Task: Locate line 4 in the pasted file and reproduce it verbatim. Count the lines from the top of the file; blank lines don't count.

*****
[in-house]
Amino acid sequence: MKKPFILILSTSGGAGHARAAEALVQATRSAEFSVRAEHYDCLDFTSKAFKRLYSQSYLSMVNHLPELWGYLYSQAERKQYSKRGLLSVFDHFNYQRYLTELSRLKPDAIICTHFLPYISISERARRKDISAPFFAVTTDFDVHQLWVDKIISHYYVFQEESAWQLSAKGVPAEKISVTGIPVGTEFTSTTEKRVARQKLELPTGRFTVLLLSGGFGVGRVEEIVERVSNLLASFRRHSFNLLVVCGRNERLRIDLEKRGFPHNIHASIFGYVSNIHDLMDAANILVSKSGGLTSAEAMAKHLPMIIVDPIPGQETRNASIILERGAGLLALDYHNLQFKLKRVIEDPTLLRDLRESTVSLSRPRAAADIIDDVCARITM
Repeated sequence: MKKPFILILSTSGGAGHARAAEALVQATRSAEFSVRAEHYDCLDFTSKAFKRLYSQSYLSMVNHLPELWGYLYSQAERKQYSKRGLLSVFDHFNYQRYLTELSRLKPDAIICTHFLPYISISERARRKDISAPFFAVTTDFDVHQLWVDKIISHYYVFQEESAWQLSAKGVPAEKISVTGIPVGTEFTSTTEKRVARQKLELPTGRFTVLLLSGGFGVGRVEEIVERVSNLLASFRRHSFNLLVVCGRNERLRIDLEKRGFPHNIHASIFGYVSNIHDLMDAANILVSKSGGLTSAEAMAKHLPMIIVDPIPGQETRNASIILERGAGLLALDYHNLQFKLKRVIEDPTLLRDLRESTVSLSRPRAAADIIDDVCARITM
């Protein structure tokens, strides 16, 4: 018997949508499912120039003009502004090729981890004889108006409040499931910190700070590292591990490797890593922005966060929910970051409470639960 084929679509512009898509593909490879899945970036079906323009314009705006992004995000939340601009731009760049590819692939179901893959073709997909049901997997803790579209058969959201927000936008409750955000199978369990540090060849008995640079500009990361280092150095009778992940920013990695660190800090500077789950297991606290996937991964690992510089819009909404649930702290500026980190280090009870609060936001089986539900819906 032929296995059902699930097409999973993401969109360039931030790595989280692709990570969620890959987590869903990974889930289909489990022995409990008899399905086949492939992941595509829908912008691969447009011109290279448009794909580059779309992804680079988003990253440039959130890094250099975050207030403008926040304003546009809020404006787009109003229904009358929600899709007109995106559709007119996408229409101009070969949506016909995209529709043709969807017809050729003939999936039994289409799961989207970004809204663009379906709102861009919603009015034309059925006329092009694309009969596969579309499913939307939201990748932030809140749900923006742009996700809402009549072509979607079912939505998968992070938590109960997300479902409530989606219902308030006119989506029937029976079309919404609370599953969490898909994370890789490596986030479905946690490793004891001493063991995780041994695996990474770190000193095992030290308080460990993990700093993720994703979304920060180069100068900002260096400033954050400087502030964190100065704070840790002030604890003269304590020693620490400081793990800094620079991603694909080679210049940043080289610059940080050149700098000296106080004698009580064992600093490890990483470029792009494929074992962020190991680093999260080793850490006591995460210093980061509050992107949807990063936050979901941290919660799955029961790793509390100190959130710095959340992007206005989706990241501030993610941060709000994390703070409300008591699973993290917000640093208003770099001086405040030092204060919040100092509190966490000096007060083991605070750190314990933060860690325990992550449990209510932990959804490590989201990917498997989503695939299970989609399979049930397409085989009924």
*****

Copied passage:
């Protein structure tokens, strides 16, 4: 018997949508499912120039003009502004090729981890004889108006409040499931910190700070590292591990490797890593922005966060929910970051409470639960 084929679509512009898509593909490879899945970036079906323009314009705006992004995000939340601009731009760049590819692939179901893959073709997909049901997997803790579209058969959201927000936008409750955000199978369990540090060849008995640079500009990361280092150095009778992940920013990695660190800090500077789950297991606290996937991964690992510089819009909404649930702290500026980190280090009870609060936001089986539900819906 032929296995059902699930097409999973993401969109360039931030790595989280692709990570969620890959987590869903990974889930289909489990022995409990008899399905086949492939992941595509829908912008691969447009011109290279448009794909580059779309992804680079988003990253440039959130890094250099975050207030403008926040304003546009809020404006787009109003229904009358929600899709007109995106559709007119996408229409101009070969949506016909995209529709043709969807017809050729003939999936039994289409799961989207970004809204663009379906709102861009919603009015034309059925006329092009694309009969596969579309499913939307939201990748932030809140749900923006742009996700809402009549072509979607079912939505998968992070938590109960997300479902409530989606219902308030006119989506029937029976079309919404609370599953969490898909994370890789490596986030479905946690490793004891001493063991995780041994695996990474770190000193095992030290308080460990993990700093993720994703979304920060180069100068900002260096400033954050400087502030964190100065704070840790002030604890003269304590020693620490400081793990800094620079991603694909080679210049940043080289610059940080050149700098000296106080004698009580064992600093490890990483470029792009494929074992962020190991680093999260080793850490006591995460210093980061509050992107949807990063936050979901941290919660799955029961790793509390100190959130710095959340992007206005989706990241501030993610941060709000994390703070409300008591699973993290917000640093208003770099001086405040030092204060919040100092509190966490000096007060083991605070750190314990933060860690325990992550449990209510932990959804490590989201990917498997989503695939299970989609399979049930397409085989009924």